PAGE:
J) “It seems that a more efficient volume of residual thermal damage is produced by high incident power densities combined with comparatively long irradiation times, such as delivered by the continuous-wave system”.9
K) “Probably because of the greater degree of residual thermal damage associated with the continuous wave system, at 2 years after treatment there was more prolific synthesis and better orientation of collagen fibers, which were maintained for longer times, compared with the pulsed-treated specimens”.10
Point 2: Another benefit of performing ablative fractional CO2 laser resurfacing using continuous wave (CW) is that at wider pulse widths a narrow zone of hyper-coagulated (basophilic) tissue is created that lines the inner most surface of the ablation crater. This thin layer of intense basophilia (mistakenly at times called ‘char’ by some researchers) will better seal off nerve endings reducing post-op pain, will increase coagulation of small lymphatic vessels reducing edema after treatment and will advance closure of small blood vessels decreasing bleeding
which improves vision in the surgical field, with less post-operative bruising and swelling. Less bleeding and oozing will also lessen the chance of any post-op infection as deep wet drill holes are a vector for bacteria. This results in less anxiety for the patient after treatment and simplifies post-care:
A) “The gross and histologic effects of TEA (2 μsec-long pulses), electrically pulsed (200-μsec-long pulses to CW) and shuttered CW CO2 laser irradiations on epilated guinea pig skin were investigated. Grossly, charring was noted only for pulse durations of 2 msec or longer; all lesions were nonhermorrhagic”.6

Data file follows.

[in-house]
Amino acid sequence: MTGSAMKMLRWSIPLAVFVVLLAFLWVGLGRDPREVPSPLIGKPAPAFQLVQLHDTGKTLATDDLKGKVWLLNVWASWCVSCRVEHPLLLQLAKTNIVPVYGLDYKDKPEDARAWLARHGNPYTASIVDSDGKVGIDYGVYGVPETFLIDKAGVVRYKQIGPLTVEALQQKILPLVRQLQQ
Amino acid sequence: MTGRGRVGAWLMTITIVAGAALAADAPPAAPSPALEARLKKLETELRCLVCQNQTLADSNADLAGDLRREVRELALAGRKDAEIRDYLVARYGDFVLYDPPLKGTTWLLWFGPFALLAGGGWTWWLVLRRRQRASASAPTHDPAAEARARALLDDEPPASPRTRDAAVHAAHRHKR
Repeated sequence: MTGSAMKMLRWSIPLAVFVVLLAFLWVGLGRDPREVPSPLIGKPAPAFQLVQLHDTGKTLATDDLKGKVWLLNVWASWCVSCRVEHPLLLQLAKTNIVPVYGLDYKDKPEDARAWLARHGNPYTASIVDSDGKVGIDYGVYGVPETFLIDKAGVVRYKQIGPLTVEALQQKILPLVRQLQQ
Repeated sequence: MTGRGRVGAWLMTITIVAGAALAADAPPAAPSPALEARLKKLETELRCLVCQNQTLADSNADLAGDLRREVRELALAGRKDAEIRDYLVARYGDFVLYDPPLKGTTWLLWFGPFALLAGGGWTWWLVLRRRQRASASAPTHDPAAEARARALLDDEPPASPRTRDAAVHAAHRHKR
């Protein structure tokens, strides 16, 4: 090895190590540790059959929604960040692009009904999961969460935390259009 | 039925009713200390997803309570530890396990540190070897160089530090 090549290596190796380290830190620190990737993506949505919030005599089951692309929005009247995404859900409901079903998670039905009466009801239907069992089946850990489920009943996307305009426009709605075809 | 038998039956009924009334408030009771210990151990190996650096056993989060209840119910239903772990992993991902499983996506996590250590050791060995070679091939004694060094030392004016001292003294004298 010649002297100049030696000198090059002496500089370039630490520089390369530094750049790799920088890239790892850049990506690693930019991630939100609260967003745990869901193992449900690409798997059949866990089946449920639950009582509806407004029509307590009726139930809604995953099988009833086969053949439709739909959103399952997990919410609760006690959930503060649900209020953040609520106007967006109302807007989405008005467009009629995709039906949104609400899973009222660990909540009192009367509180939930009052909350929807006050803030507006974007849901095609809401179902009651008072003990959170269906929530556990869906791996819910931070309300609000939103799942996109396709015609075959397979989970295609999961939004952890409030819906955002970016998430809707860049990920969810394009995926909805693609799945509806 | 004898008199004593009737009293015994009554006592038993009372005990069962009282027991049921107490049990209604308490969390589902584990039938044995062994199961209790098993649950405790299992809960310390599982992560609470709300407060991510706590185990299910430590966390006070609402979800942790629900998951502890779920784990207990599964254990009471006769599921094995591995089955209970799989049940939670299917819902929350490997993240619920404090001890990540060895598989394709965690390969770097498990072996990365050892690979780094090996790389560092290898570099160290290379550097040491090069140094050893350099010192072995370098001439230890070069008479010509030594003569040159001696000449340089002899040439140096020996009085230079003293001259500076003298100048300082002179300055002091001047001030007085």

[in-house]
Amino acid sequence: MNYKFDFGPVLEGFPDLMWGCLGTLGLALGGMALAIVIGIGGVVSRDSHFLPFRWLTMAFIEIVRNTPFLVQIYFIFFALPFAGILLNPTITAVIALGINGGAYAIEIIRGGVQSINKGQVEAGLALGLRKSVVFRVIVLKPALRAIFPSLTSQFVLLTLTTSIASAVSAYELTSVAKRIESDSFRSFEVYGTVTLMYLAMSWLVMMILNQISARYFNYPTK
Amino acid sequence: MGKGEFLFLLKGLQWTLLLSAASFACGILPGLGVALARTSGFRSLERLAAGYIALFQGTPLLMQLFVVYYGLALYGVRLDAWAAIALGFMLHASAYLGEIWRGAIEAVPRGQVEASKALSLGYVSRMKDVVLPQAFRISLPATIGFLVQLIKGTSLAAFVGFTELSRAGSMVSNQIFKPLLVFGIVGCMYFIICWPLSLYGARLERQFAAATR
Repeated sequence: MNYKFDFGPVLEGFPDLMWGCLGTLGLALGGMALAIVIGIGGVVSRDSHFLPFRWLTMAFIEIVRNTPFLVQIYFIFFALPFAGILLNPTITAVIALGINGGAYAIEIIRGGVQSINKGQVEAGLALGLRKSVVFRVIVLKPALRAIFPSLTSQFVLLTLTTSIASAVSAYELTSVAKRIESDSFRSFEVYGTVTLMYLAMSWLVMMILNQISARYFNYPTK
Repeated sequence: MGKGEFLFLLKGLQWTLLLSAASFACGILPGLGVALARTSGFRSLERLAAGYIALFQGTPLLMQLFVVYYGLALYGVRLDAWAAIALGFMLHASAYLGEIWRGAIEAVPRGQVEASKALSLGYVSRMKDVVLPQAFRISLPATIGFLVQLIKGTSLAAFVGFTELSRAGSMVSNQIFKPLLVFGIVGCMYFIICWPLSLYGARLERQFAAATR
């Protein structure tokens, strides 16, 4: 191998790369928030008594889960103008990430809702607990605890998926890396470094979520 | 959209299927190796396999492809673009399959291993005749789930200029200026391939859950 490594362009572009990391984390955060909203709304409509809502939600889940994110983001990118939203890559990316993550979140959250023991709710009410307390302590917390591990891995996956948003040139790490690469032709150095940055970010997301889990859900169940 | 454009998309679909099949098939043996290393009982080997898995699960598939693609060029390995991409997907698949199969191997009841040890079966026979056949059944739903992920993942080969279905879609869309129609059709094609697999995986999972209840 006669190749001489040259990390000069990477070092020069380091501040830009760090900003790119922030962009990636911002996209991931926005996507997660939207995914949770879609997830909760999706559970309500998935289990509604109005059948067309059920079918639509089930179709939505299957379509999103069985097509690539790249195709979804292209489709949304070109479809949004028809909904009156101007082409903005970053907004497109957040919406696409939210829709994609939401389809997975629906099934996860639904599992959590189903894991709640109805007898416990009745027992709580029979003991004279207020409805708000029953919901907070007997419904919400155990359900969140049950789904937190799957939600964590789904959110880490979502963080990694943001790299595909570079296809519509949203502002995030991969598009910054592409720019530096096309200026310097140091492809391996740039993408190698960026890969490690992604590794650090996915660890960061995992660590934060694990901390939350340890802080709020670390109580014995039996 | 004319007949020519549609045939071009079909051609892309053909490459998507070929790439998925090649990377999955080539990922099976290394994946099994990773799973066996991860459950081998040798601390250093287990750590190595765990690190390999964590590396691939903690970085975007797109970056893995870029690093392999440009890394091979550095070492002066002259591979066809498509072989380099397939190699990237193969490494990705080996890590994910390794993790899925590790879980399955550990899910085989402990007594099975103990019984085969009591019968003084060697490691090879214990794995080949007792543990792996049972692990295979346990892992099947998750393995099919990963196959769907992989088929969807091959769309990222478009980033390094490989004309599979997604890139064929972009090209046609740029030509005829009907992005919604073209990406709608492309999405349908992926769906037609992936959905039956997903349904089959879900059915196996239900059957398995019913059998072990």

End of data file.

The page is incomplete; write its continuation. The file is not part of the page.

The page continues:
B) “CW histology revealed a thin hyper-coagulation zone at the edge of the ablation crater at all fluences tested”.13
C) “The risk of hypertrophic scarring (HS) of the neck may relate more to ablation of the epidermis providing in exuded blood and serum an excellent culture medium for potentially pathogenic skin flora to grow and gain entry into the skin”.12
D) “This thin layer of highly coagulated tissue will provide for a dryer, safer procedure while at the same time lowering the risk of post-treatment infection”.13
With similar parameters, the CW laser beam will produce less depth of ablation but more residual thermal damage surrounding the ablation crater than short pulsed CO2 with the added benefit of a thin zone of hyper-coagulated tissue lining the crater wall.
Point 3: Early CO2 lasers operating in CW mode when used for 100% traditional resurfacing often resulted in excessive thermal injury to the skin and were linked to higher intra-operative pain, increased risk of post-op side effects, and prolonged erythema.6,11 This led to the invention of newer short pulsed (superpulse & UltraPulse) CO2 lasers which create less thermal damage in the dermis to increase the margin of safety and improve efficacy.
In the process, operating CO2 lasers in CW mode for ablative resurfacing has gotten a bad rap. The medical community is replete with white papers, clinical studies and published research extolling the virtues of short pulsed CO2 while proclaiming the harmful effects of CW CO2. Often time’s companies selling short pulsed CO2 lasers in the process of marketing their products disseminate misleading or false information about CW.
The current goal of cosmetic medicine when performing CO2 laser resurfacing should be to obtain a wide zone of residual thermal damage for ultimate aesthetic improvement while at the same time limiting excessive thermal injury to the surrounding dermis.
The MiXto SX® CO2 laser (although having superpulse capability for general dermatology) operates in the CW mode when performing ablative fractional resurfacing. Using CW pulses allows the clinician to maximize RTD while at the same time minimize excessive thermal buildup and its associated problems, thus increasing the benefit-risk ratio over competing technology.